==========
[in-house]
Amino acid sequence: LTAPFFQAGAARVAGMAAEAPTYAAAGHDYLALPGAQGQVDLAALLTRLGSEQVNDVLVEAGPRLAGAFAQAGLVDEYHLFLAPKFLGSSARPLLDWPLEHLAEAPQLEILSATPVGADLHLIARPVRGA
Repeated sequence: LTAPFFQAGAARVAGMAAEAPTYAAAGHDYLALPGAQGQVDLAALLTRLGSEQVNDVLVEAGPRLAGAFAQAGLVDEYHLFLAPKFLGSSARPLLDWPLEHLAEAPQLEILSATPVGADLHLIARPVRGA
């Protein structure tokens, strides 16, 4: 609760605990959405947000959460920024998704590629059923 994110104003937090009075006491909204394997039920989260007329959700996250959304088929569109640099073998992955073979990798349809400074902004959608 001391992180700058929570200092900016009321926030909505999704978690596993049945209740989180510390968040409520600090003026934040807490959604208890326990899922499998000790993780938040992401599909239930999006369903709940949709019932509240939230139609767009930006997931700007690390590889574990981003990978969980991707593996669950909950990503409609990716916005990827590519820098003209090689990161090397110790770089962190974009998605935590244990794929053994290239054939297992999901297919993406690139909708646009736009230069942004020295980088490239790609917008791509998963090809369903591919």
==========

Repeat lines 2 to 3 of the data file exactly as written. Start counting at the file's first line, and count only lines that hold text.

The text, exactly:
Amino acid sequence: LTAPFFQAGAARVAGMAAEAPTYAAAGHDYLALPGAQGQVDLAALLTRLGSEQVNDVLVEAGPRLAGAFAQAGLVDEYHLFLAPKFLGSSARPLLDWPLEHLAEAPQLEILSATPVGADLHLIARPVRGA
Repeated sequence: LTAPFFQAGAARVAGMAAEAPTYAAAGHDYLALPGAQGQVDLAALLTRLGSEQVNDVLVEAGPRLAGAFAQAGLVDEYHLFLAPKFLGSSARPLLDWPLEHLAEAPQLEILSATPVGADLHLIARPVRGA